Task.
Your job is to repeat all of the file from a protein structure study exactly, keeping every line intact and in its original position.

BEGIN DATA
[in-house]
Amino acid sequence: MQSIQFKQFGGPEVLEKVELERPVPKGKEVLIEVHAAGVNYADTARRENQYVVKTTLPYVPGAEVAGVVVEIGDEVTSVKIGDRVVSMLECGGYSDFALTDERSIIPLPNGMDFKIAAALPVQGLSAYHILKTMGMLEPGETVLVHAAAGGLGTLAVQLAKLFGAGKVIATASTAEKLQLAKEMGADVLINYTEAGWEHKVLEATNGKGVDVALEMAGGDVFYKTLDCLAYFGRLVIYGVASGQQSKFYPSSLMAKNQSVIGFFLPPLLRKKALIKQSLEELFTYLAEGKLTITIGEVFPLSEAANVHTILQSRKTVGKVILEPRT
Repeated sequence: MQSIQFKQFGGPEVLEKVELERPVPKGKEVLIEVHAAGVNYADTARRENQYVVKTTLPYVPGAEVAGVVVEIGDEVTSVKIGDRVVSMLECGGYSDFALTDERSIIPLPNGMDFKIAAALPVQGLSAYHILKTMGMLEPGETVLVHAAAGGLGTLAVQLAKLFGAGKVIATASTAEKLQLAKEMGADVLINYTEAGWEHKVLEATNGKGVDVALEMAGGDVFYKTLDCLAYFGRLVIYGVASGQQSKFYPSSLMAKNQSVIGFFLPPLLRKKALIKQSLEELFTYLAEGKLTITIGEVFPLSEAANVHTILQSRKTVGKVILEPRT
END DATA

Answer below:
[in-house]
Amino acid sequence: MQSIQFKQFGGPEVLEKVELERPVPKGKEVLIEVHAAGVNYADTARRENQYVVKTTLPYVPGAEVAGVVVEIGDEVTSVKIGDRVVSMLECGGYSDFALTDERSIIPLPNGMDFKIAAALPVQGLSAYHILKTMGMLEPGETVLVHAAAGGLGTLAVQLAKLFGAGKVIATASTAEKLQLAKEMGADVLINYTEAGWEHKVLEATNGKGVDVALEMAGGDVFYKTLDCLAYFGRLVIYGVASGQQSKFYPSSLMAKNQSVIGFFLPPLLRKKALIKQSLEELFTYLAEGKLTITIGEVFPLSEAANVHTILQSRKTVGKVILEPRT
Repeated sequence: MQSIQFKQFGGPEVLEKVELERPVPKGKEVLIEVHAAGVNYADTARRENQYVVKTTLPYVPGAEVAGVVVEIGDEVTSVKIGDRVVSMLECGGYSDFALTDERSIIPLPNGMDFKIAAALPVQGLSAYHILKTMGMLEPGETVLVHAAAGGLGTLAVQLAKLFGAGKVIATASTAEKLQLAKEMGADVLINYTEAGWEHKVLEATNGKGVDVALEMAGGDVFYKTLDCLAYFGRLVIYGVASGQQSKFYPSSLMAKNQSVIGFFLPPLLRKKALIKQSLEELFTYLAEGKLTITIGEVFPLSEAANVHTILQSRKTVGKVILEPRT